Azeri Foreign Minister Elmar Mammadyarov says Baku welcomes proposals from any country to help settle the Nagorno - Karabakh dispute between Azerbaijan and Armenia.Mammadyarov made the remarks at a Wednesday joint press conference with his Turkish counterpart Ahmet Davutoglu in response to a question about Iran’s offers to mediate in the dispute. He, however, said that Azerbaijan wants the resolution of the conflict “to start with the withdrawal of Armenian troops from the occupied territories, ” Azerbaijan Press Agency(APA) reported. Both Azerbaijan and Armenia claim the territory of Nagorno - Karabakh, which is largely populated by Armenians but located in Azerbaijan. Ethnic Armenian forces took control over the enclave, which accounts for 16 percent of Azerbaijan, in the early 1990s during a six - year war with the country that took place from February 1988 to May 1994. The conflict left an estimated 30,000 people dead and one million others displaced before the two sides agreed to a cease - fire in 1994. However, a peace accord has never been signed and the dispute still remains unsettled. Iran has on several occasions offered to mediate in the dispute.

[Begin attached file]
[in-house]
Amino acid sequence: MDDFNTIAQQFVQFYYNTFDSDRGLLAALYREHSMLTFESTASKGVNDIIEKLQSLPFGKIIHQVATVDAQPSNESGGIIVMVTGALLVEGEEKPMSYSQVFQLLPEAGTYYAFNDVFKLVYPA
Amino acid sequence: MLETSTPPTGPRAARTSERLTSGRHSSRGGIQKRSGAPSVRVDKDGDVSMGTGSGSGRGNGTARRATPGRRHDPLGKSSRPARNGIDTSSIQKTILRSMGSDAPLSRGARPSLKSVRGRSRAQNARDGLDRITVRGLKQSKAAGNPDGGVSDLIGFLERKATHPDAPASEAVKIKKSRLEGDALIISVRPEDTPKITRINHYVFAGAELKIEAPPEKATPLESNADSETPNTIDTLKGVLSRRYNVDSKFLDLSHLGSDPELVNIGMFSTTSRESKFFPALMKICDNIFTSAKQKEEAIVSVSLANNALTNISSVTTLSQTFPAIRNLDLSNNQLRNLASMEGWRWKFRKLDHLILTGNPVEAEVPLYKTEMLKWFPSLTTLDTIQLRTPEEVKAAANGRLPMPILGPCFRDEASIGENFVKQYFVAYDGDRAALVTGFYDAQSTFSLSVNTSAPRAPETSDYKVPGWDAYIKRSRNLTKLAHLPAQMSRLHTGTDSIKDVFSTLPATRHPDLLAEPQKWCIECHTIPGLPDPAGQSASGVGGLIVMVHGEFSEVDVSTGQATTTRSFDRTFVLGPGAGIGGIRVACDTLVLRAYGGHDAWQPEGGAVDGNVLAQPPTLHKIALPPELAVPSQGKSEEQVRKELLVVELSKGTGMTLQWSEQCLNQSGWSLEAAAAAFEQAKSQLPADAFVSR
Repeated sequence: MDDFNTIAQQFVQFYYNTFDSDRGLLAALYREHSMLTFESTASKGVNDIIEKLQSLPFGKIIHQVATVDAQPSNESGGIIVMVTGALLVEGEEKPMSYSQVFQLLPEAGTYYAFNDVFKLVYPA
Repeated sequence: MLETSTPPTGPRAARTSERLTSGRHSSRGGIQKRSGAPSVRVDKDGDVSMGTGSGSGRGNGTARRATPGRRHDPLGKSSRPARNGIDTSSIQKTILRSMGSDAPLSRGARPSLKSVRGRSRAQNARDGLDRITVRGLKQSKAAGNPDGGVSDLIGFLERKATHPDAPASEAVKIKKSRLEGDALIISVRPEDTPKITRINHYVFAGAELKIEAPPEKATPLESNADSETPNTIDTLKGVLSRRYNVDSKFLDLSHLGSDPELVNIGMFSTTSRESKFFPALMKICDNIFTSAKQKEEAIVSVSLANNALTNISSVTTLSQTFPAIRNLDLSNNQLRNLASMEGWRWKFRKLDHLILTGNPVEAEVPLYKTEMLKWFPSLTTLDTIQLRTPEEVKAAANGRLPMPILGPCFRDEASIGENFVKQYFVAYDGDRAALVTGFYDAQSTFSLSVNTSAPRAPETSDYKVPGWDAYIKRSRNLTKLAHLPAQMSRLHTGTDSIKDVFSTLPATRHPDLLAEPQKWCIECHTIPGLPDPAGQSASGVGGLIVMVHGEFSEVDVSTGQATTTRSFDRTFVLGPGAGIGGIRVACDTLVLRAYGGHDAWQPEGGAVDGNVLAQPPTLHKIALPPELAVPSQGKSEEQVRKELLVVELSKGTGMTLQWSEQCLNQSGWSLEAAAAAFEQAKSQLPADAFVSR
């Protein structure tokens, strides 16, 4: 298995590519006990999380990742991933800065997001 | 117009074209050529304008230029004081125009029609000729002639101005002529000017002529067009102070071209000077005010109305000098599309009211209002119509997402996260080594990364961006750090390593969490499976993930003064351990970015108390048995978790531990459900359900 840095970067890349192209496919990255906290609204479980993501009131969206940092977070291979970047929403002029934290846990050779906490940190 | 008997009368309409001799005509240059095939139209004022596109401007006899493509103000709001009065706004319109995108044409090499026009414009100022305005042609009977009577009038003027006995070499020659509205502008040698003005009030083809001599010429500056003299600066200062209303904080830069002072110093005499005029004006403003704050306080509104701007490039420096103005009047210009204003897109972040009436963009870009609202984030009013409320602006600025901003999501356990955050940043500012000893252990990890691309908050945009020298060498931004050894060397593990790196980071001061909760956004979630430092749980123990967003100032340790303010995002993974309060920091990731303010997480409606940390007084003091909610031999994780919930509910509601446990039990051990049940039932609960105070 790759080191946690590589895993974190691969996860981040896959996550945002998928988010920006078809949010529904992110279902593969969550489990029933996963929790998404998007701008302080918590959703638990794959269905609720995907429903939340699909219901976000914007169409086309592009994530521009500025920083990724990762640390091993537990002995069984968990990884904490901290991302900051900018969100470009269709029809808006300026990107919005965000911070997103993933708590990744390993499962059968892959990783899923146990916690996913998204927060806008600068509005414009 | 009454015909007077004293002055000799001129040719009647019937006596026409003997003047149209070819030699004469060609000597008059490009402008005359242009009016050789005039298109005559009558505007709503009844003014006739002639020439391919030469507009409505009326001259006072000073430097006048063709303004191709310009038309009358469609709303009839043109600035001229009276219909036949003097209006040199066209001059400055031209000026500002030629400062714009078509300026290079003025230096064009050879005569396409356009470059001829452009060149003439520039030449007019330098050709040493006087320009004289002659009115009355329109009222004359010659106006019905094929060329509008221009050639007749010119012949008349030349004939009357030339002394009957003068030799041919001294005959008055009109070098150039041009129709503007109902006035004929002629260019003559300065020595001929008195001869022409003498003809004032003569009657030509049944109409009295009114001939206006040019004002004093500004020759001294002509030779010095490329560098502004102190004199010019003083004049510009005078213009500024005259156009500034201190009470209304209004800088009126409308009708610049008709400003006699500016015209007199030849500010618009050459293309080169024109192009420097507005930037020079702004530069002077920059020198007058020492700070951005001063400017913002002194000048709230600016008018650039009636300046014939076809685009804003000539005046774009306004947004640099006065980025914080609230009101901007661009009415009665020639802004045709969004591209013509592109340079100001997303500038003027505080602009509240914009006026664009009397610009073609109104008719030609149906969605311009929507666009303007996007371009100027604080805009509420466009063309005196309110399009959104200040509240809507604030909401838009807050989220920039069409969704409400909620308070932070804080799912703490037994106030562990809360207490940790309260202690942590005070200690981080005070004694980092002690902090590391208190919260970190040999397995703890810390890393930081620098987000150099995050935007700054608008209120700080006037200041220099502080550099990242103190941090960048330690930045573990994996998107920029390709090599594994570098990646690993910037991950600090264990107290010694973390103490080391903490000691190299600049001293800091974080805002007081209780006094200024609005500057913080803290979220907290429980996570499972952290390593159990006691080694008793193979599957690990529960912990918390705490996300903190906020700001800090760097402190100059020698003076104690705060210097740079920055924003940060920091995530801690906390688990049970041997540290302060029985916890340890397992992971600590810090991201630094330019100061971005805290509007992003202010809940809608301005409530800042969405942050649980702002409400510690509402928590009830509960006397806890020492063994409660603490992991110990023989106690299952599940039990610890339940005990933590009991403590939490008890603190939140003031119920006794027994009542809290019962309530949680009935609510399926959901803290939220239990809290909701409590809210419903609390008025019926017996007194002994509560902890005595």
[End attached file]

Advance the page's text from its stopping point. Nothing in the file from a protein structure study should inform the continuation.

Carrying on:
“We believe that the Karabakh issue will be resolved through dialog and the commitment of both sides to justice, and Tehran is ready to negotiate with them within this framework, ” Iran ' s President Mahmoud Ahmadinejad said in a joint press conference with his Azeri counterpart Ilham Aliyev in November, 2010.On Wednesday, the Azeri foreign minister also expressed his country’s dissatisfaction with the activity of the co-chairs of the OSCE Minsk Group, saying Azerbaijan saw no improvement in the process of the settlement. “We would be so glad if any progress was achieved by the mediation of these countries (OSCE Minsk Group) during this period, but we do not see such a progress and surely are dissatisfied with the activity of the co-chairs,” he added. The OSCE Minsk Group was created in 1992 by the Conference on Security and Cooperation in Europe (CSCE, now Organization for Security and Co-operation in Europe [OSCE]) to help find a solution to the Nagorno-Karabakh dispute between Azerbaijan and Armenia. The Minsk Group is headed by a co-chairmanship consisting of France, Russia and the United States, but it also includes participating states of Belarus, Germany, Italy, Portugal, the Netherlands, Sweden, Finland, Turkey as well as Armenia and Azerbaijan.